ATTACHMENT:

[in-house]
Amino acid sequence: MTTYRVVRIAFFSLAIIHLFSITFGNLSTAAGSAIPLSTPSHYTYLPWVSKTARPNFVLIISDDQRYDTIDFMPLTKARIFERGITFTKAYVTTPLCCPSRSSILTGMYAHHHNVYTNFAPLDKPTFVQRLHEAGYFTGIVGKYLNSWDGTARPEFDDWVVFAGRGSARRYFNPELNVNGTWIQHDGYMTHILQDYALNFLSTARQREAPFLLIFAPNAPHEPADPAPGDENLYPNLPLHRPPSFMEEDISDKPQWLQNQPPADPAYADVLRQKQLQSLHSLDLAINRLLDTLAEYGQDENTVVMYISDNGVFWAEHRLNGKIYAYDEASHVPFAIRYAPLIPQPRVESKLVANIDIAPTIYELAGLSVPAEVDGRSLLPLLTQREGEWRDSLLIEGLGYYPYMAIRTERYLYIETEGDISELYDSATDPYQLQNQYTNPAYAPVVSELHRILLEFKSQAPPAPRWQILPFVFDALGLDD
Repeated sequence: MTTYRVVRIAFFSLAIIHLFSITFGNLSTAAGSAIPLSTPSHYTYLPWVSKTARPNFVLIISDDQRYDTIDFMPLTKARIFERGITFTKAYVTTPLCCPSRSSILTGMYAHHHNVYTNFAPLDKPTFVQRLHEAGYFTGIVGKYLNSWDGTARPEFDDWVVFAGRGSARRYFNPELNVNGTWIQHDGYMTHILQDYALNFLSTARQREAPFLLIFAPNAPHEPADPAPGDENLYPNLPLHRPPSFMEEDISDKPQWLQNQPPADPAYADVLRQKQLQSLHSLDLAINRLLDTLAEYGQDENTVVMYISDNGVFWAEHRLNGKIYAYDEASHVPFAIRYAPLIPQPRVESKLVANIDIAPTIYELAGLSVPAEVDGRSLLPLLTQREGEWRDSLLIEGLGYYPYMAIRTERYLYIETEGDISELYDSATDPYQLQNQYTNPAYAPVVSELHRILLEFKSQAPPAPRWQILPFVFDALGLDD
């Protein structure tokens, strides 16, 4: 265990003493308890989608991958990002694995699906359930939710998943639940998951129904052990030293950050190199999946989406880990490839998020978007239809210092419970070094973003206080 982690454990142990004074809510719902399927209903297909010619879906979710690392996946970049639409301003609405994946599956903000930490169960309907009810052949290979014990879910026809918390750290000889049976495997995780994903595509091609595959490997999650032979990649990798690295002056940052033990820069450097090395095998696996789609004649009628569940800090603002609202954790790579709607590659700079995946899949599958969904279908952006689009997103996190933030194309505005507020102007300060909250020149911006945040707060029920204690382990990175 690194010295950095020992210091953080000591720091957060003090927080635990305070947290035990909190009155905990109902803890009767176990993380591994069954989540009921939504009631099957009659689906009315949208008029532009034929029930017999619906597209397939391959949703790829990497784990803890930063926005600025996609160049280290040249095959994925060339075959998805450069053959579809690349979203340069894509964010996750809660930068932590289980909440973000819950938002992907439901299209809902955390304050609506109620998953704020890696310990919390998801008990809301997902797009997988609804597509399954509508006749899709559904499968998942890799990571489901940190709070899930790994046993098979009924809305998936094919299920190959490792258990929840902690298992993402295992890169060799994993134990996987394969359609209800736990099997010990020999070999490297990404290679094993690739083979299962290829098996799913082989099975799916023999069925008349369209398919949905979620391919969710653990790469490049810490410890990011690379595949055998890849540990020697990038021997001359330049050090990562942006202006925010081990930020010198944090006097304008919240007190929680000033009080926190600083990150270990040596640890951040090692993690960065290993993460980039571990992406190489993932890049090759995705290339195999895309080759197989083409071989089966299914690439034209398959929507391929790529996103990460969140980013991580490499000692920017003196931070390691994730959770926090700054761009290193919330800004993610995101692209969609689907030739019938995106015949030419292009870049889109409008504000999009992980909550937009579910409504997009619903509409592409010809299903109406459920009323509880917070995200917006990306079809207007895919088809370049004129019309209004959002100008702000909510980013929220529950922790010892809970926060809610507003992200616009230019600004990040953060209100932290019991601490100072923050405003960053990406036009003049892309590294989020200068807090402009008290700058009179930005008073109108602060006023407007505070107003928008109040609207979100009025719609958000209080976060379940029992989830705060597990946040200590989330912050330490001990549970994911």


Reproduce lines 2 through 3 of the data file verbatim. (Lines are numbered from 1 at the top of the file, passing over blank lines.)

Amino acid sequence: MTTYRVVRIAFFSLAIIHLFSITFGNLSTAAGSAIPLSTPSHYTYLPWVSKTARPNFVLIISDDQRYDTIDFMPLTKARIFERGITFTKAYVTTPLCCPSRSSILTGMYAHHHNVYTNFAPLDKPTFVQRLHEAGYFTGIVGKYLNSWDGTARPEFDDWVVFAGRGSARRYFNPELNVNGTWIQHDGYMTHILQDYALNFLSTARQREAPFLLIFAPNAPHEPADPAPGDENLYPNLPLHRPPSFMEEDISDKPQWLQNQPPADPAYADVLRQKQLQSLHSLDLAINRLLDTLAEYGQDENTVVMYISDNGVFWAEHRLNGKIYAYDEASHVPFAIRYAPLIPQPRVESKLVANIDIAPTIYELAGLSVPAEVDGRSLLPLLTQREGEWRDSLLIEGLGYYPYMAIRTERYLYIETEGDISELYDSATDPYQLQNQYTNPAYAPVVSELHRILLEFKSQAPPAPRWQILPFVFDALGLDD
Repeated sequence: MTTYRVVRIAFFSLAIIHLFSITFGNLSTAAGSAIPLSTPSHYTYLPWVSKTARPNFVLIISDDQRYDTIDFMPLTKARIFERGITFTKAYVTTPLCCPSRSSILTGMYAHHHNVYTNFAPLDKPTFVQRLHEAGYFTGIVGKYLNSWDGTARPEFDDWVVFAGRGSARRYFNPELNVNGTWIQHDGYMTHILQDYALNFLSTARQREAPFLLIFAPNAPHEPADPAPGDENLYPNLPLHRPPSFMEEDISDKPQWLQNQPPADPAYADVLRQKQLQSLHSLDLAINRLLDTLAEYGQDENTVVMYISDNGVFWAEHRLNGKIYAYDEASHVPFAIRYAPLIPQPRVESKLVANIDIAPTIYELAGLSVPAEVDGRSLLPLLTQREGEWRDSLLIEGLGYYPYMAIRTERYLYIETEGDISELYDSATDPYQLQNQYTNPAYAPVVSELHRILLEFKSQAPPAPRWQILPFVFDALGLDD